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Telescope House June Sky Guide

June brings with it the Summer Solstice - the longest day and shortest night of the year.  This year the solstice falls on 21st June and this is the point where the Sun reaches its most northerly point in the ecliptic.  With Solar activity beginning to pick up again after quite an extended solar minimum, this time of year also represents the best for making safe observations of our parent star.  White light filters (including Herschel Wedges) or Hydrogen Alpha or Calcium-K line telescopes and blocking filters are to be recommended for this.  White light filters will show the user sunspots and some surface granulation (depending on the instrument used and sky conditions), whereas Hydrogen Alpha systems are able to show the amazing features of the solar atmosphere: prominences, flares and ejection events.  


Naturally, for every reaction, there is an equal and opposite one - during June, the Southern Hemisphere experiences its Winter Solstice.  One we have passed the 21st, the nights for those of us in the Northern Hemisphere begin to get longer, as do the days in the Southern Hemisphere.  



 

 This has noticeable effects on the quality of darkness for those in temperate Northern latitudes, as during this point of the year, the Sun, even at the deepest point of the night is not so far below the horizon.  For those in the Northern Europe and the Northern parts of the USA and Canada and Asia, this can mean permanent Astronomical Twilight for a while around the Summer Solstice.  

 

From the 27th of May to 15th July 2022, there is a state of permanent Astronomical Twilight for those in latitudes around 50.5 degrees N, which means that the Sun is less than 18 degrees below the horizon all night long.  This means that the skies are never truly dark and that objects around or below the 6th magnitude are unable to be distinguished with the naked eye (technically, +6.5 mag is generally seen as the limit of human eyesight, though this does vary from individual to individual).  This obviously has knock-on effects for deep sky observation and astrophotography.  The further north one observes from, the longer this period of permanent Astronomical Twilight persists: in Manchester UK (latitude 53.5 degrees N) this extends from mid-May to the end of July; in Edinburgh (just shy of 56 degrees N) the period is yet longer, from early May to the end of the first week of August.  Do bear in mind, if you find yourself in latitudes similar to Reykjavik, Iceland (64 degrees N) Astronomical Twilight persists from early April to the beginning of September . North of the Arctic Circle, the Sun will not set at all around the Solstice, whereas south of the Antarctic Circle, the Sun won’t rise at all during this period.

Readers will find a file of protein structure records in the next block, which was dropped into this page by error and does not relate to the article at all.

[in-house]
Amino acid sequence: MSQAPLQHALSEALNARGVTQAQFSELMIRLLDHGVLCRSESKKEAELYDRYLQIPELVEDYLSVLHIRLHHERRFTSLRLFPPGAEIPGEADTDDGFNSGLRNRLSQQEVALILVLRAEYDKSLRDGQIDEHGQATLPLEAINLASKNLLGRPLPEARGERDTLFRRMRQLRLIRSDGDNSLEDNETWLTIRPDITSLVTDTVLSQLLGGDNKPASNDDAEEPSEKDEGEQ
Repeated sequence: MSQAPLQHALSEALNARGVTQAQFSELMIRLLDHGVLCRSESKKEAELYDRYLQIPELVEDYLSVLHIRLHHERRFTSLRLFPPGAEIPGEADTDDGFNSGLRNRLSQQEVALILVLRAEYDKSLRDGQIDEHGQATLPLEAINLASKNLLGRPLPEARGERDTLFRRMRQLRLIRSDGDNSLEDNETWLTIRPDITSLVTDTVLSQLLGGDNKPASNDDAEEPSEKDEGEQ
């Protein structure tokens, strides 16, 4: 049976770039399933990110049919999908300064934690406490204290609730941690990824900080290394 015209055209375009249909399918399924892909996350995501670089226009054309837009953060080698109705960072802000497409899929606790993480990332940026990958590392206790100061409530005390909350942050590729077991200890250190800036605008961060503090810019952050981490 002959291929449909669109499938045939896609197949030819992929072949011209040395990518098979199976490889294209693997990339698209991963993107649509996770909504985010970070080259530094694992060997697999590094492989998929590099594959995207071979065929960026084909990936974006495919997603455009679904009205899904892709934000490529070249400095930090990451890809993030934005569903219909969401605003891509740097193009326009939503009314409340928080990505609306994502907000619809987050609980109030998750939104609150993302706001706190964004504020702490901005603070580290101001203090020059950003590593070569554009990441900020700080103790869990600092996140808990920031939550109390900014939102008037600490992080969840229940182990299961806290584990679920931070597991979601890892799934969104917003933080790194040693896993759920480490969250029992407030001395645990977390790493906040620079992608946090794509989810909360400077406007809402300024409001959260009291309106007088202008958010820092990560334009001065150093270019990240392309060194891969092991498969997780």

No matter where you find yourself, as ever, there’s plenty to see in the skies above us this month.


The Moon


The Earth’s natural satellite finds itself in Gemini at the beginning of June. At a small 4.9% illuminated phase, the Moon will be visible in the evening sky, after sunset, for a brief window, for those with a clear westerly horizon. 


Through the next week the Moon climbs through Gemini, into the neighbouring zodiacal constellations of Cancer and Leo, where reaches First Quarter stage on June 7th. We are now past the region of the year where the Moon appears at its highest in the sky, during its evening crescent phase, for Northern Hemisphere observers - the so-called high Spring Crescent phases – so does not reach quite the extreme heights in the sky, as it has done in preceding months.  However, the Moon still reaches a respectable plus 40° plus in altitude (from 51° N) at sunset on the evening of the 7th.


The Moon takes the next three days to cross the large expanse of Virgo and then moves on into Libra and Scorpius and the non-zodiacal Ophiuchus and Sagittarius, where it reaches Full on the 14th. This Full Moon will be one of the so-called ‘SuperMoons‘ (more correctly known as a Perigee-Syzygy event), which occur when the fully-illuminated Moon coincides with its closest approach to Earth, within its slightly less than circular orbit. The Moon does appear to be slightly bigger during an event like this and this will be compounded further by atmospheric lensing, when viewed from the Northern Hemisphere, with it sitting so low in the southern reaches of the ecliptic. While there is no great scientific significance to a ‘SuperMoon’ event, it has captured public imagination. However, it’s worth pointing out that Full Moon is one of the most potential disappointing times to view the lunar surface in a telescope, with very little shadow relief available.


With the Supermoon out of the way, our natural satellite continues its journey through Sagittarius and into neighbouring Capricornus, where it can be found a little to the south of Saturn on the evenings of June 18th.